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My Father’s Silence (continued)

Welcome to My Green Vermont - A Blog by Eulalia Benejam Cobb.
By Eulalia Benejam Cobb

In my earliest memories, I am the center of a planetary system, a small but potent sun orbited by much larger satellites—parents, grandparents, aunts, and uncles. I got off to a wobbly start, however, howling around the clock for the first month of my life, until my veterinarian grandfather came to Barcelona. He picked me up from my lace-enshrouded bassinet and, being familiar with the look and feel of healthy newborns of various species, declared “This child is starving to death.”

There followed a fruitless search for infant formula. All food, let alone formula, was so scarce that, in the five years following the end of the Spanish Civil War, 200,000 people died of malnutrition. Fortunately, a friend of my father knew someone who owned a powdered milk factory, and was willing to supply the precious stuff. It took two of my satellites, my mother and her sister, to feed me the slurry of milk and bread. One would put a spoonful in my mouth while the other filled the next spoon. If the flow was interrupted for even a second I would fly into a rage and vomit the whole.

The malnutrition episode made a deep impression on my mother and the women of the family, whose mission became to make sure that I didn’t die of starvation. Second only to food on the minds of the satellites was keeping me safe. “Don’t run, you’ll fall!” they said. “Don’t stay out in the sun, you’ll get heat stroke! Don’t stand in a draft, you’ll catch cold!  Don’t read after meals, you’ll get indigestion!”

This became annoying when I got older—at age twelve, I resented it that my mother still sent the maid to walk me across the road to wait for the school bus. But in infancy, that circle of loving, attentive faces ever bent towards me felt like my due, and I generously shone my light upon them all.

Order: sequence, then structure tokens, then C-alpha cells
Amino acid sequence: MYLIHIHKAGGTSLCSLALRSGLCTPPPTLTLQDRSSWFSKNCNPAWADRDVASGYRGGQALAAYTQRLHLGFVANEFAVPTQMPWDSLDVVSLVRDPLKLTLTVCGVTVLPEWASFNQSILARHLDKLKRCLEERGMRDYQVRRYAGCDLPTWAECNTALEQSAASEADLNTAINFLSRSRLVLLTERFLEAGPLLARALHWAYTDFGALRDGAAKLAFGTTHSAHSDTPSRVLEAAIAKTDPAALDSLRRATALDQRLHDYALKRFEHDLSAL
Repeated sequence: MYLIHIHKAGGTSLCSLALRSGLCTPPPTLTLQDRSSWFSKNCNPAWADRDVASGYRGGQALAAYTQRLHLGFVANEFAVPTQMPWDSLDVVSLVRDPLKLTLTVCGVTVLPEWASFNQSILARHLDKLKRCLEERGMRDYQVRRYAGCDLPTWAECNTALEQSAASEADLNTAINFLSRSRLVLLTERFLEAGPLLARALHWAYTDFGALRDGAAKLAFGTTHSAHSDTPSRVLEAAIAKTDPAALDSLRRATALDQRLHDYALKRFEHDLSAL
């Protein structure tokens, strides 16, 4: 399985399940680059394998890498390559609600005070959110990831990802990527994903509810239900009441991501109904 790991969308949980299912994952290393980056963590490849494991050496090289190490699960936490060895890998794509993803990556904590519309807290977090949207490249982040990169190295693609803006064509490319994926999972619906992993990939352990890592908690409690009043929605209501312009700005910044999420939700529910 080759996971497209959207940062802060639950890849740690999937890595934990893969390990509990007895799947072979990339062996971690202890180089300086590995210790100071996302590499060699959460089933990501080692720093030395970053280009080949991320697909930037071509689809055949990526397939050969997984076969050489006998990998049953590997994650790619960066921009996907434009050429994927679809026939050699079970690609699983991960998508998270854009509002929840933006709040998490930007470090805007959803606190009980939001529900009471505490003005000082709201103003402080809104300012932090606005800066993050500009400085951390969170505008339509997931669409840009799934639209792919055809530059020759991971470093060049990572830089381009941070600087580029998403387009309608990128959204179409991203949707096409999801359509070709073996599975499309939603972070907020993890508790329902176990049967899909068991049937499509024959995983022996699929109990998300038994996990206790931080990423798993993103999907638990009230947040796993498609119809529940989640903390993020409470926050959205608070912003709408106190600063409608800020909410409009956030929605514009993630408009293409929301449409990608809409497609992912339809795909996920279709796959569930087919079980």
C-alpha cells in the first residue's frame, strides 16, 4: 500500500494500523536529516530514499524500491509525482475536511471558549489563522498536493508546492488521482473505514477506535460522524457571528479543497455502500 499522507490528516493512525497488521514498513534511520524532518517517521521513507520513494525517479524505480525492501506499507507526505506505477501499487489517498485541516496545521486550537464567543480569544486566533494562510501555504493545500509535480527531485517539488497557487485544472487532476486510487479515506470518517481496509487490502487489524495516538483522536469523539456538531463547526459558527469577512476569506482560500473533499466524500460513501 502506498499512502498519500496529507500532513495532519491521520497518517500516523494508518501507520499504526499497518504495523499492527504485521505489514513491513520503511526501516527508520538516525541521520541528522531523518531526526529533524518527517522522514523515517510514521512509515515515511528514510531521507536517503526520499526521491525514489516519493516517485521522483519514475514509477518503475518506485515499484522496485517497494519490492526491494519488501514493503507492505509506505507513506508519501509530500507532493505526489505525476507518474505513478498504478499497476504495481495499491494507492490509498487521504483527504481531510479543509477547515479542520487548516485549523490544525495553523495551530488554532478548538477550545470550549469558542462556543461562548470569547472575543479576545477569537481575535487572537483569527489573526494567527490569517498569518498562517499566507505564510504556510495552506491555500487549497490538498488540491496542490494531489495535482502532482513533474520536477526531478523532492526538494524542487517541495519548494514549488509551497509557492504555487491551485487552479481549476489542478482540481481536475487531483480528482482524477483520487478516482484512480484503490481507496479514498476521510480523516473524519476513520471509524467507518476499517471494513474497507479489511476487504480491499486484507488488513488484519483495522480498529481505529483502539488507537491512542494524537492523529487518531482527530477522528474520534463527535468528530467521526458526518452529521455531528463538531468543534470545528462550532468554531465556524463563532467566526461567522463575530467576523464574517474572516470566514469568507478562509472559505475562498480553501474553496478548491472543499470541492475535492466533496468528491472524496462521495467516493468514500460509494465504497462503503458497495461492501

I can imagine what it must have been like for my parents and grandparents, after three years of fear and anguish, to have new life in their midst, the first of a generation with a future where, God willing, bad things wouldn’t happen anymore. Is it any wonder that conversations about the war, if any, only took place out of my hearing? “Allegries,” (joys) my mother used to call me, and she and the whole family drank in my baby merriment like rain after a drought. Through no effort on my part, I was helping them to get over  the war.

They were happy to see me happy, but with that came the at first unspoken obligation for me to be happy at all times. After all, what was there for me to complain about? That became a problem when I reached puberty. “Don’t make such a big deal of it,” my mother would say when I kvetched about acne or a too-strict curfew. “When your father was just a little older than you he couldn’t leave the house at all.” Predictably, those admonitions only made me insist all the more on the awfulness of my troubles, and I adopted a melancholy stance out of sheer contrariness.

As for my father, he never alluded to the war in my presence, and I, in my narcissism, neglected to ask what it had been like for him. Did you miss your friends? I could have asked. Did you fight with your sisters? How did you divide up the food? What was it like not to be able to play the violin?